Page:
Phoenix Theatres Entertainment opened the Iron Horse “luxury movie theater” in Scranton on April 28, 2017 after renovating the previous Marquee Cinemas that had closed in that location years before. Allowing moviegoers to choose their seats in advance, Iron Horse was packed during its opening weekend and received positive reviews but seemed to have trouble maintaining those crowds over time, offering new releases, $5 movies all day on Tuesdays, special screenings of classic films, a rewards club, and special events like the NEPA Horror Film Festival during its run. On Jan. 21, the theater announced its closure in a simple Facebook post thanking customers for their patronage, apologizing for any inconvenience, and offering full reimbursement to anyone with gift cards or Super Saver tickets.
After NEPA Scene posted a story on the closing, it’s clear that many locals commenting on the article on Facebook agree that Phoenix wasn’t appealing to Scranton moviegoers in the nine months it was in operation. Common complaints included high prices for mediocre food and alcoholic beverages, poor service, and a lack of advertising and outreach to the community, which were all echoed in comments on the Marketplace’s Facebook page. The feedback wasn’t all negative, however – many people said they enjoyed the small, newly renovated theaters, the comfortable reclining seats, and low ticket prices, hoping that it will all return sooner rather than later. With its new second floor marketplace nearing completion at the time, Marketplace at Steamtown owner John Basalyga immediately began seeking new management.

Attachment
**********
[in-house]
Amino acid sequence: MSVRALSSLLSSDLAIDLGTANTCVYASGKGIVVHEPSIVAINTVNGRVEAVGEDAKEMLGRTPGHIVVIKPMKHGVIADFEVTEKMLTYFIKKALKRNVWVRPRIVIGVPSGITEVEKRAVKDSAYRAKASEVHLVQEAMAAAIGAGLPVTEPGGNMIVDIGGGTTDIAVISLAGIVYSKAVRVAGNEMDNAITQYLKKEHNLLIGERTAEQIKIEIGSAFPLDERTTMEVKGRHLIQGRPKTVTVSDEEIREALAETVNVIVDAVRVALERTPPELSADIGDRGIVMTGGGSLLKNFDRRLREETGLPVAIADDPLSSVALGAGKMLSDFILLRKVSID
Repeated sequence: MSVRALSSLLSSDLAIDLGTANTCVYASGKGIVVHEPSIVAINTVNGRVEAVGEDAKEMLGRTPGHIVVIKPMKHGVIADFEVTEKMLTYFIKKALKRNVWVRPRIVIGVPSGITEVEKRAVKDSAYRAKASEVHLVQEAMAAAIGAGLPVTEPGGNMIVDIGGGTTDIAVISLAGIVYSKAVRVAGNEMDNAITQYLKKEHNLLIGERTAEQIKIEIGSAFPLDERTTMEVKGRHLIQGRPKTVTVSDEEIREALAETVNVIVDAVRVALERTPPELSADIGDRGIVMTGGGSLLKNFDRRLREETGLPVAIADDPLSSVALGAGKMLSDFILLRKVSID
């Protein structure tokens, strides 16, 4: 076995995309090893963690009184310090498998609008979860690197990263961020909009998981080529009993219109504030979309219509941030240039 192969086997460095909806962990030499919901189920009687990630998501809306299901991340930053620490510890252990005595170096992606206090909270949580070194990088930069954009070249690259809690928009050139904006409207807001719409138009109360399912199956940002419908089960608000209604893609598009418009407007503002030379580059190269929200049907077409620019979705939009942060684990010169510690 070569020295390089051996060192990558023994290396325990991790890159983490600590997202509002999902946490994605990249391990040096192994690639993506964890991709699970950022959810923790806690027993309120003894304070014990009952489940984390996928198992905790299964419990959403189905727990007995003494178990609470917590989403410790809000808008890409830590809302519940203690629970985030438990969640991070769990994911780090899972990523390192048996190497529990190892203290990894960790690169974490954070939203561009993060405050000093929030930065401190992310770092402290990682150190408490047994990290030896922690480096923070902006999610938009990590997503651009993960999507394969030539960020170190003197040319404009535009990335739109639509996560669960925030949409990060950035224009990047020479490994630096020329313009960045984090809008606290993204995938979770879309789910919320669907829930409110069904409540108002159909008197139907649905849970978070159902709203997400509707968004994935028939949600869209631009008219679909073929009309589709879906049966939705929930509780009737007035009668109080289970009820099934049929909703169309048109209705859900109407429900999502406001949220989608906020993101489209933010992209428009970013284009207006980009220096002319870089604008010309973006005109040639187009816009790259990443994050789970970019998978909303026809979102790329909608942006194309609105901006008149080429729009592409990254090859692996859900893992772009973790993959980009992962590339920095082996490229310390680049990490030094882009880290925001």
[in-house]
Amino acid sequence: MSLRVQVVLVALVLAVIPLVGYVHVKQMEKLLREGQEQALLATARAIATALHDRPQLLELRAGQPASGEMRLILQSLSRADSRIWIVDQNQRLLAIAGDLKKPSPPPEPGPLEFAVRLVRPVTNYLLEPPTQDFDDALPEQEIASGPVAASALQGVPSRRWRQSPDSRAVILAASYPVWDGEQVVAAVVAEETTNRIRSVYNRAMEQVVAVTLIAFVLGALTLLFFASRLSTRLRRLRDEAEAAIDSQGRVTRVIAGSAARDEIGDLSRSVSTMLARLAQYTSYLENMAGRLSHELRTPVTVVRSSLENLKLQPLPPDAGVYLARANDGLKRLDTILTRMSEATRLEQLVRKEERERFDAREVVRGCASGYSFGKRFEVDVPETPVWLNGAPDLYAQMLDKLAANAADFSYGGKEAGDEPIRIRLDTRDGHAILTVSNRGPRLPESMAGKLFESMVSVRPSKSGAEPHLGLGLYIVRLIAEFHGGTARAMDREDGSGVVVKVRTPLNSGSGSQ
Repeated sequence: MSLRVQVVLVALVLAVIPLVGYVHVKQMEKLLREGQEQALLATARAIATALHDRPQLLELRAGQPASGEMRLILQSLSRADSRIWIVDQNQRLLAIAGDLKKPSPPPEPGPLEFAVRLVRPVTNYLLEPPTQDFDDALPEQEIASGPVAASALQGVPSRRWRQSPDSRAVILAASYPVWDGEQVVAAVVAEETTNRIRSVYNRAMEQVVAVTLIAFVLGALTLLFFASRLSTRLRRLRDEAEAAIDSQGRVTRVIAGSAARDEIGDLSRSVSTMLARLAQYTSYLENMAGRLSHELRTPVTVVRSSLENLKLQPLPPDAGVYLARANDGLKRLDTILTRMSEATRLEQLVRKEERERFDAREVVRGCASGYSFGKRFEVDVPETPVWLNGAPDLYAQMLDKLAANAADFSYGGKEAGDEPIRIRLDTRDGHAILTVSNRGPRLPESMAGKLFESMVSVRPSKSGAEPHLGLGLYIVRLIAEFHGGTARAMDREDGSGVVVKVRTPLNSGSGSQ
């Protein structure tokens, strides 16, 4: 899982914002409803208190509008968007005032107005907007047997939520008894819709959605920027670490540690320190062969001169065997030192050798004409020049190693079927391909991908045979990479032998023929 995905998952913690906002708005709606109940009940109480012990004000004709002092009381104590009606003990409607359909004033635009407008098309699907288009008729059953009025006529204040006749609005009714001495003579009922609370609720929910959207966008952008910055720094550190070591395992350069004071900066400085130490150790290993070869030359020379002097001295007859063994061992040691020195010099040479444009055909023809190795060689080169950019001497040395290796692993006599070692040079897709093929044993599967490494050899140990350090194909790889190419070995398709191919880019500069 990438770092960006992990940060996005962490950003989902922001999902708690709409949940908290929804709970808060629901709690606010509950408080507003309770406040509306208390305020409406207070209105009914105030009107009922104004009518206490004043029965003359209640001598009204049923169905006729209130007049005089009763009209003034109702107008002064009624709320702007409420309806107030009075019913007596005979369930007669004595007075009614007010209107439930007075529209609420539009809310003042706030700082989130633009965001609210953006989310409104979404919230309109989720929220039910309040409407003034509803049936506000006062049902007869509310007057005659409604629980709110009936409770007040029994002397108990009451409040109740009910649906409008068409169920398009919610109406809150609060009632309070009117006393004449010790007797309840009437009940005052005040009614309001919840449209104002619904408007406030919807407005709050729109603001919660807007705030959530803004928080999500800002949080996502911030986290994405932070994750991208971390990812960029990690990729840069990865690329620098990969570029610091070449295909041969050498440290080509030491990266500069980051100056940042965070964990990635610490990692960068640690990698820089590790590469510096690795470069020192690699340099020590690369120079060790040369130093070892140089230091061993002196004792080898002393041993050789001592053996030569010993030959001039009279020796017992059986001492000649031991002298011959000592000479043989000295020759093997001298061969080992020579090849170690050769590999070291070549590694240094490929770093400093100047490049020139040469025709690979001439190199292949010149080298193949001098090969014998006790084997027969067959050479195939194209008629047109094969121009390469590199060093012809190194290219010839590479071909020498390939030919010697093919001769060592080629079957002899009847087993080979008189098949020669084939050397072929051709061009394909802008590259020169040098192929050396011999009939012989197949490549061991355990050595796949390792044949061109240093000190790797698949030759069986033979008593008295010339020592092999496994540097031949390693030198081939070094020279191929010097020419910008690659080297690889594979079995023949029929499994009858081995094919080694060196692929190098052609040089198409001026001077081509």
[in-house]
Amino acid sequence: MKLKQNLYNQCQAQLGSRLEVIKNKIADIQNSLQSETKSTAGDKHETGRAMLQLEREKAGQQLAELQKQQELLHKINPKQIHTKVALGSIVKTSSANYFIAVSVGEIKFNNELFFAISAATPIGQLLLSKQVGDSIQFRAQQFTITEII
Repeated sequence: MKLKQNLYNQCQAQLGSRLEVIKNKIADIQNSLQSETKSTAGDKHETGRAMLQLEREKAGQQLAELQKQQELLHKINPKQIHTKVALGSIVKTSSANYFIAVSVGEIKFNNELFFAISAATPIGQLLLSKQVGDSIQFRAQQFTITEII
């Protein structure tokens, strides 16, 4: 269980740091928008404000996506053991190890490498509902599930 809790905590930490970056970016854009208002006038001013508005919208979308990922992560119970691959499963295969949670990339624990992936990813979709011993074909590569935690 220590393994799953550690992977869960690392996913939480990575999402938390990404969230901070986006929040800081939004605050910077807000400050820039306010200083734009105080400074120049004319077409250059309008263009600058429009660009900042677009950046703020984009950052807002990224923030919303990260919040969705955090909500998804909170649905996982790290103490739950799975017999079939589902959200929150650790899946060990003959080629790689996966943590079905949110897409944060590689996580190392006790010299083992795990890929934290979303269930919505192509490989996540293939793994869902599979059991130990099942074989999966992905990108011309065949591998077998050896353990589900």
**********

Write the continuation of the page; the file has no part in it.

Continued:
“We believe that new management of the theater will do a better job of appealing to the Scranton market than has been the case so far,” Basalyga said in the statement in January.
While the changing habits of consumers and the convenience of streaming media are hurting theater attendance nationwide, Iron Horse (301 Lackawanna Ave., Scranton) also faced stiff competition from the beginning with the Regal Dickson City Stadium 14 & IMAX in Dickson City less than six miles away and the long-established Cinemark 20 in Moosic just seven miles away. Cinemark and Regal also renovated their theaters to include reclining seats and added the ability to choose your own seats in response to the opening of Iron Horse.
Iron Horse validated parking in its adjacent garage, and those without transportation could easily walk or take a bus there, but the competing theaters have large parking lots and plenty of nearby stores, shopping centers, and restaurants to attract consumers and keep them busy, leaving Iron Horse without many advantages over them, with the exception that it was – and will continue to be – the only theater serving alcohol. The Marketplace, formerly the Mall at Steamtown, is working to catch up to competing stores with the recent opening of the Electric City Aquarium & Reptile Den and the lively Scranton Public Market for vendors and small business that has become part of Scranton’s monthly First Friday art walk.
Cosmic Cinemas may have a larger menu than Iron Horse previously offered, including popcorn, fries, chips and salsa, pizza with a variety of toppings, burgers, sandwiches, desserts, milkshakes and floats, fountain drinks, coffee and tea, and a kids menu. Prices for the food are currently listed online but not for the beer, wine, and mixed drinks. If the company meets it projected opening date, all will be revealed in just about a month.
Read NEPA Scene’s review of Iron Horse’s previous opening weekend here.